Patrick J. Buchanan
April 16 2003
No one knows how America's occupation of Iraq will play out.
Optimists say this will be like Germany and Japan after World War II, which were converted into democratic allies for the duration of the Cold War. Pessimists point to Lebanon and Israel's invasion of 1982.
Put me down among the pessimists. I think Brer Rabbit just hit the tar baby.
In 1982, after a terror attack maimed an Israeli diplomat in London, Ariel Sharon sent his army crashing into Lebanon to expel a PLO that Israel claimed was a mortal peril to its northern border.
The military campaign was a brilliant success. The Israeli army was welcomed as Lebanon's liberators from a PLO that had entered that country in 1970, after being driven out of Jordan. The Shi'ite people of south Lebanon had wanted Arafat expelled, just as the Shi'ites of southern Iraq wanted Saddam overthrown.
But when the Israelis stayed on, Shi'ites came to see them as occupiers. Hezbollah harvested recruits, and after 18 years, drove the Israelis out and annihilated Israel's Christian allies in the South Lebanon Army. It is the only defeat Arabs have ever inflicted on Israel. Today, Israel's border with Lebanon is its least secure.
We Americans see ourselves, and are surely seen by many in Iraq, as the liberators of Iraq from the brutalitarian rule of Saddam Hussein. Yet, that is not how we are seen by all Arabs.
Across the Arab world, our invasion was opposed by 90 percent of the people. And we deceive ourselves if we think that, after our victory, our presence is now supported by 90 percent of the Iraqis, who have suffered and died in the scores of thousands in two wars with the United States and during 12 years of sanctions.
If America is given enough time and we are willing to devote enough energy, resources and goodwill we can give the lie to Arab propaganda that we are there to occupy, rule and loot the country, and convert it into a cat's paw for U.S. imperial ambitions.
The questions are: Do we have the resources and will? Do we have the time? And what, exactly, do we intend to do with Iraq?
Already, Iraqis have endured a week of anarchic looting that has taken the bloom off our April rose of victory. Already, ethnic and religious fault lines among Shias, Sunnis and Kurds have been reopened and deepened by random violence.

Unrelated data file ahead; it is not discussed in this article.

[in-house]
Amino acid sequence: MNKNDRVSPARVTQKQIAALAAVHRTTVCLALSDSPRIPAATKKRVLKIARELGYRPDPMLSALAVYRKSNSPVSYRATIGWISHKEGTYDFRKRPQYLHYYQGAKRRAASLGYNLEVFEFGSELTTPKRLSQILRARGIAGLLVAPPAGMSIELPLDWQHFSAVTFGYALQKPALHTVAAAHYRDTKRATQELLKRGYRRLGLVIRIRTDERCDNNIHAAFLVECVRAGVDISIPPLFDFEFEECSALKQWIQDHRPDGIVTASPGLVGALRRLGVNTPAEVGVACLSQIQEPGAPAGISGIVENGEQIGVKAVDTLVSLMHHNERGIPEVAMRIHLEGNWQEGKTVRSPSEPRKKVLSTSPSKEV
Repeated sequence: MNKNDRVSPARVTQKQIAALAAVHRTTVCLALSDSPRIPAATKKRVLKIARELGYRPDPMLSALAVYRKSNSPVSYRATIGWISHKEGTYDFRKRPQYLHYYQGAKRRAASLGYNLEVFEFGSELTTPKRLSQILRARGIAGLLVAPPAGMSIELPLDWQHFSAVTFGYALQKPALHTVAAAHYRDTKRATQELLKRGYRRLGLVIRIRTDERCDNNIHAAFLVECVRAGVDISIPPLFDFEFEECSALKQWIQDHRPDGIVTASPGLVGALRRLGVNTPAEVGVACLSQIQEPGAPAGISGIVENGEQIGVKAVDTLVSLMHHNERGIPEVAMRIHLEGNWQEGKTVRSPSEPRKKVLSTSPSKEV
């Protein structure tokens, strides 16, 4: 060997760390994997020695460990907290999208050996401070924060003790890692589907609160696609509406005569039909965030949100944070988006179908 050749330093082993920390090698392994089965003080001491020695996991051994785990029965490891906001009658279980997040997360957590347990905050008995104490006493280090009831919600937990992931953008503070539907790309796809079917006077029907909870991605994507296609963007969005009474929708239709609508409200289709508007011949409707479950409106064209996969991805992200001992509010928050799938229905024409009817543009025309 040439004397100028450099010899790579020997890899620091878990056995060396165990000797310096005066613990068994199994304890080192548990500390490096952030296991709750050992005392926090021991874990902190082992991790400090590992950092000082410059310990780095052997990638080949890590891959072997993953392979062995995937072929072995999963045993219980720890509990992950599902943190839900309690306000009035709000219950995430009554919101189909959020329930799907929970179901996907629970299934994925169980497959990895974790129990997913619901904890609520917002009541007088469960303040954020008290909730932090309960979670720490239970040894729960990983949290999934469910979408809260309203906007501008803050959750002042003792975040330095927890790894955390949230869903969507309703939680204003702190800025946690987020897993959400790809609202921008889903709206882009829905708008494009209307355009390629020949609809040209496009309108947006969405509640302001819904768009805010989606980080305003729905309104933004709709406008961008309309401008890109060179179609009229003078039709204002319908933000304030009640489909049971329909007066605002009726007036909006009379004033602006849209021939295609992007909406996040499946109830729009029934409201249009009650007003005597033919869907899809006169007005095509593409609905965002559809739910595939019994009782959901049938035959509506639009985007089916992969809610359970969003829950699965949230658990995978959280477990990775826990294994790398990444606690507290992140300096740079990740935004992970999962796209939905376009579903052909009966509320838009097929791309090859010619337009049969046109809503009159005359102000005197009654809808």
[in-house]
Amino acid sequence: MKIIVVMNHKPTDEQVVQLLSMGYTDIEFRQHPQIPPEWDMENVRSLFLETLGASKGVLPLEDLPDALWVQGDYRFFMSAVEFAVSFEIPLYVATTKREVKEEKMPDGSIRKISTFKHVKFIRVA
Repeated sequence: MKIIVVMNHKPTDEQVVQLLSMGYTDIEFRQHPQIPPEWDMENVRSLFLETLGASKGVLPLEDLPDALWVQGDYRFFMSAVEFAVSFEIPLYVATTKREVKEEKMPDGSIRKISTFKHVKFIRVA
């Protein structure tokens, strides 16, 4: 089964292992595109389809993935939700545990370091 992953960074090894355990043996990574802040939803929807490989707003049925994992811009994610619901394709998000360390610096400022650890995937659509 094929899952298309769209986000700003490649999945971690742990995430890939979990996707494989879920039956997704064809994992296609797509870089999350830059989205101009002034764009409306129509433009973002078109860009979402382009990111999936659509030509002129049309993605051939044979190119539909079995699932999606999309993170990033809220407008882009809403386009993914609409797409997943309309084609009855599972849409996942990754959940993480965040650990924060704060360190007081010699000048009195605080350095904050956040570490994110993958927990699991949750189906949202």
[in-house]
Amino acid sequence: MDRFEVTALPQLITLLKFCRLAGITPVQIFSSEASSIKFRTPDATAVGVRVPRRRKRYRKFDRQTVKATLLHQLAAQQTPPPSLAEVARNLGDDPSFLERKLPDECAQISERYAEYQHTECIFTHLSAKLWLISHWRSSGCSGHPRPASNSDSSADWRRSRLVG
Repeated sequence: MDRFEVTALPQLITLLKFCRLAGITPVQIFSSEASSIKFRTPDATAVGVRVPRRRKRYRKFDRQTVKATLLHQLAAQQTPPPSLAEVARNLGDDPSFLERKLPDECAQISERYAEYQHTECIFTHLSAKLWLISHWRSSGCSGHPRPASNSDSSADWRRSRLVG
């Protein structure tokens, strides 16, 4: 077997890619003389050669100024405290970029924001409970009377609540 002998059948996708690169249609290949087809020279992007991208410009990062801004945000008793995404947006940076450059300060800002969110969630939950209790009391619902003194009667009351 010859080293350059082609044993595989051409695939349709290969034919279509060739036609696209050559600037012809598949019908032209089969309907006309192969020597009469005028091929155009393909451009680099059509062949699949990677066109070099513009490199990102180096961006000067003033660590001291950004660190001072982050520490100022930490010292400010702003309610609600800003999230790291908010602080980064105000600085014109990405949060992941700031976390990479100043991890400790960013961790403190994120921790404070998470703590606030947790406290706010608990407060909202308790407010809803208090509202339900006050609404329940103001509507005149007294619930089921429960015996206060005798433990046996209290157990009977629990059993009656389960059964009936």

Our dilemma is apparent: To make good on President Bush's claim we are there to build a free, democratic, unified Iraq, we may have to keep 100,000 troops there for years. But any semi-permanent presence of thousands of U.S. troops is certain to convince Arabs ours is an imperial mission, to dominate the Middle East. The longer we stay, the more we will attract Arab and Islamic jihadists who cannot fight Abrams tanks or F-16s, but can shoot U.S. soldiers and Marines on the streets of Baghdad, and disappear.
Americans have shown they cannot be defeated in conventional war. But can we win a Battle of Algiers in Baghdad, if Iraqis and their allies choose to fight one, as Hezbollah chose to fight one for a generation in Lebanon?
We may soon be faced with that question. For there are surely thousands of Iraqi Republican Guard and Special Republican Guard troops who survived U.S. air strikes and ground assaults and melted into the population. And there are hundreds of Islamic warriors who have slipped in from Iran and Syria.
Moreover, there are regimes that may have welcomed the overthrow of Saddam but who will not welcome any permanent U.S. domination of Iraq. First among them is Iran.
After supporting the United States in its war to oust the Taliban, Iran moved to create a sphere of influence in western Afghanistan, beyond the control of the pro-American government in Kabul. Will Teheran not attempt to do the same in the Shia region of southern Iraq, after we served her purposes by ridding Iraq of Iran's enemy, Saddam Hussein?
While the swiftness and totality of America's victory surprised only those who predicted "another Vietnam," the lack of resistance in the cities of Iraq, while welcome, is unsettling. Did the Republican Guard run away, only to fight another day, in another way?
Clearly, most of the Islamic world wanted to see the United States lose this war. Much of it wishes to see America driven out of their region. While it is in our interest to show Iraqis and Arabs that our presence is beneficial and benign, we may have only a short time to do so, before Iraq becomes Lebanon writ large.
Back to Home Page